Fire marshals woke Que Pequeno and his four roommates up on the morning of December 5 with orders for them to vacate their home within an hour while his seven other roommates were out for the day. A Facebook Live video by one of Que’s roommates shows tenants’ belongings lined up against the building wall later that afternoon as they go back and forth with police and city officials. In the video, police officers and tenants argue about how much time they were given to round up their things, with officers insisting that tenants had four hours. “They gave us one hour—well they said it was one hour—it was actually 20 minutes,” Que tells me over the phone hours after the eviction. The same was said to police by his roommate who broadcasted the eviction. “They gave us 20 minutes to get everything we could. And they boarded up the doors.”

The space they occupied in Central Baltimore was the Bell Foundry—a warehouse-like studio space where artists have lived for the past seven years. Que had been operating out of a studio at the Bell Foundry since April, and has made it his mission to organize music events in the building’s basement to give black artists of the city’s DIY community a platform to perform. Since the closing of The Bell Foundry, spaces in Denver, Philadelphia, Minneapolis, Dallas, and other cities are currently in danger of being shut down as well, if they haven’t already. This has forced and motivated the national DIY community to unite to help fight off a potential mass-closing by maneuvering through digital and physical barricades for solutions.

Friends of Baltimore’s Bell Foundry residents help move belongings during the eviction. (Photo: Audrey Gatewood)

“They said that there were fire code violations, they kept talking about the tragic thing that happened in Oakland,” Que recalls. Before verbal accounts like this were documented, much of Baltimore’s DIY community felt that the crackdown on the Bell Foundry was a direct response to the fire that killed 36 people at Oakland’s Ghost Ship space on December 2. The fear is that all similar warehouse spaces across the country will now be perceived as the next potential disaster. Or even worse, that the developing perception will be used as a tool to shut down spaces in order to turn them into more financially viable buildings. City officials insist otherwise. The Baltimore Sun reports that, according to Baltimore Fire Department spokesman Roman Clarke, officials received an email complaint about the building and upon inspection, violations including no valid permit, unsafe conditions, use of flammables and combustibles, and unlawful removal of beams from the ceiling were discovered. City officials did not respond to multiple requests for comments.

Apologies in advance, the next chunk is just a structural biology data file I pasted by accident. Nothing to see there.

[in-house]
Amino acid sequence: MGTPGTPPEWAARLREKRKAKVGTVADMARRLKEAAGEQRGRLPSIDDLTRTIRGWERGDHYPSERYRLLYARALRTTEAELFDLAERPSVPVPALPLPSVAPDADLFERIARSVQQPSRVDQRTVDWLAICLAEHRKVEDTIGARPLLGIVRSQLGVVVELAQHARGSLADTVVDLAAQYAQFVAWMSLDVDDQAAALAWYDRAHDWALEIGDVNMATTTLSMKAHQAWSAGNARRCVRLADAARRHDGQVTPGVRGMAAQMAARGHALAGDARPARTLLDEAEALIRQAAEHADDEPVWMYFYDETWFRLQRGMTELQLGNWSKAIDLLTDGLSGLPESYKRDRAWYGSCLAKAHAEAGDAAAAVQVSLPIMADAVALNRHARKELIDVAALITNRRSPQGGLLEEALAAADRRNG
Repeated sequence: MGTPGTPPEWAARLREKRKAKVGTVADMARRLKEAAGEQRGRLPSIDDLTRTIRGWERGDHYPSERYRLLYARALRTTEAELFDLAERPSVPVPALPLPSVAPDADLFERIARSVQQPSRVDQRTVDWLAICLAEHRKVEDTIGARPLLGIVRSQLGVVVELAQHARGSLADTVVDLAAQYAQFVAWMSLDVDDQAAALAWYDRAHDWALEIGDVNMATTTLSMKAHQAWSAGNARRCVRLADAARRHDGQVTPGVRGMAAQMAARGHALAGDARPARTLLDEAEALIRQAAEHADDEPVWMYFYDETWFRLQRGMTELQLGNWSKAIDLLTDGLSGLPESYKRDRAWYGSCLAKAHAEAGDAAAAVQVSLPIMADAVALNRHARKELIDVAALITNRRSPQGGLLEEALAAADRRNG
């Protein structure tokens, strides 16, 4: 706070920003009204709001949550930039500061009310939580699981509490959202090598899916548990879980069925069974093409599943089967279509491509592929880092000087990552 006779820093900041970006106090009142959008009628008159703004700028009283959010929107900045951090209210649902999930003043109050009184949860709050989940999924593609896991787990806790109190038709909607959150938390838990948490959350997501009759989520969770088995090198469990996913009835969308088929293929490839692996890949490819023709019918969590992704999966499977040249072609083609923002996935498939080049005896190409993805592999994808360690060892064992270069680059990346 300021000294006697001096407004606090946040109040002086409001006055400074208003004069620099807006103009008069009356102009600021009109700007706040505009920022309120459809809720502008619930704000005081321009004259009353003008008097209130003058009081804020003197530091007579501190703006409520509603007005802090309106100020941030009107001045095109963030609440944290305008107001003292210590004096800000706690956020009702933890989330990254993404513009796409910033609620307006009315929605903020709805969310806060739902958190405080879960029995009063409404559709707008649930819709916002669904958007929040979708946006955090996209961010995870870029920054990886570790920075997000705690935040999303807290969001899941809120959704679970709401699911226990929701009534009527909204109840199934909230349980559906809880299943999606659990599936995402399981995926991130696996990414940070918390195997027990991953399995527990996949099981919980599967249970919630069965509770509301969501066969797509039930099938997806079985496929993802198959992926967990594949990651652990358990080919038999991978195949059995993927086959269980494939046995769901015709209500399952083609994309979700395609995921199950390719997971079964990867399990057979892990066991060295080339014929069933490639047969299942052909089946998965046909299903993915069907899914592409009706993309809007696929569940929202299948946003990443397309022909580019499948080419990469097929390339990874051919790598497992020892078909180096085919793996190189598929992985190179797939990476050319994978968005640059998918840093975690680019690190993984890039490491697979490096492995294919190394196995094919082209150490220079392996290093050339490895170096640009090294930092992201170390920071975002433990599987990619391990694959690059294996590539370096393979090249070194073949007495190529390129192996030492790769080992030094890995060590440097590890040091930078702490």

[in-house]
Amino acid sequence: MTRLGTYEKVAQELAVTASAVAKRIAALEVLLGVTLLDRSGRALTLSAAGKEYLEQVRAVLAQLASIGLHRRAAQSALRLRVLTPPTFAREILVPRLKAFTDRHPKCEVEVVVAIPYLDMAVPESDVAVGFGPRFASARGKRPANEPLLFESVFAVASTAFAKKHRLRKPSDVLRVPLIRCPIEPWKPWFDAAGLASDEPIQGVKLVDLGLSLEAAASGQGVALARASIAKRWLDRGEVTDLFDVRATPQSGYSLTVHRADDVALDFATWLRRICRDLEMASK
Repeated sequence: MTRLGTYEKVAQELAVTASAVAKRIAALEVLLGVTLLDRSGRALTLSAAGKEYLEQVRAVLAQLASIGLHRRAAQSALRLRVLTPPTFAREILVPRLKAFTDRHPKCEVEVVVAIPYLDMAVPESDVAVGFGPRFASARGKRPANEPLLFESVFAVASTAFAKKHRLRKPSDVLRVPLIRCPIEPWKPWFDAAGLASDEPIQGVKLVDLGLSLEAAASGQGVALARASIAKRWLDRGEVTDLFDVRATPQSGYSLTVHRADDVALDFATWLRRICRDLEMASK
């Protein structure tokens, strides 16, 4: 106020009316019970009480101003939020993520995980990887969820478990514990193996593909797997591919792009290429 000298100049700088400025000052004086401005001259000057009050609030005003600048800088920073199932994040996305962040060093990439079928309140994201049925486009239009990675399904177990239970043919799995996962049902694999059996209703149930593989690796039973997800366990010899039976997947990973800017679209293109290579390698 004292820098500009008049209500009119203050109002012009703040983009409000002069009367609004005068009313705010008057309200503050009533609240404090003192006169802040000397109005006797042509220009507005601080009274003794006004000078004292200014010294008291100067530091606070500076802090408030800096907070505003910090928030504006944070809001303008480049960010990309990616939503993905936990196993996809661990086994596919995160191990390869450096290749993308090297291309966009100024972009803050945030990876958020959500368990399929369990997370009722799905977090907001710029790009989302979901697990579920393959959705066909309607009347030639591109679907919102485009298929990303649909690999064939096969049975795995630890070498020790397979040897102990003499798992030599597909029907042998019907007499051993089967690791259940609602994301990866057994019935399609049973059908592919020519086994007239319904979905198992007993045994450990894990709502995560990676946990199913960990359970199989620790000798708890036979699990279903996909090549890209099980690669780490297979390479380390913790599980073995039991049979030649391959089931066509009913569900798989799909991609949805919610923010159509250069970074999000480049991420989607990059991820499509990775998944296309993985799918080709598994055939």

“They called this an emergency condemnation of the building,” Adam Holofcener tells me over the phone. Holofcener is an Executive Director of Maryland Volunteer Lawyers for the Arts and maintains a private practice with the firm Oliver & Grimsley. After learning of The Bell Foundry’s closing, he dove into Baltimore City code to see on what grounds tenants were being kicked out. “Even condemnations of buildings have certain notice requirements that are necessary but there, of course, is a provision that says if the city feels like there is imminent danger to life or property, then they can condemn a building immediately.” Section 117.1 of Building, Fire, and Related Codes of Baltimore City states: “In an emergency where life, health, safety, or property is in immediate danger, the Building Official may immediately take any action necessary to protect the endangered life, health, safety, or property, without complying with the notice provisions of this Code.”

Discussions on social media show people suggesting that relocating DIY communities to outskirts of cities or outside of cities altogether could help them avoid the all-but-guaranteed face-offs with the law. But that may disrupt what exactly makes these worlds work. “Of course people have mentioned this, on the internet, or wherever,” says San Francisco resident, Shannon Knox in an email conversation. “‘Yeah, we should all just move to the woods,’ some people say. I’ve lived in the woods. I loved it, but I was struggling economically and my resources were limited.” DIY communities are intertwined with the urban landscape; it’s there that people from diverse backgrounds find spaces to congregate, trade services, and live fairly close to multiple options for entertainment, food, and transportation.

Bell Foundry residents moving belongings during the eviction. (Photo: Audrey Gatewood)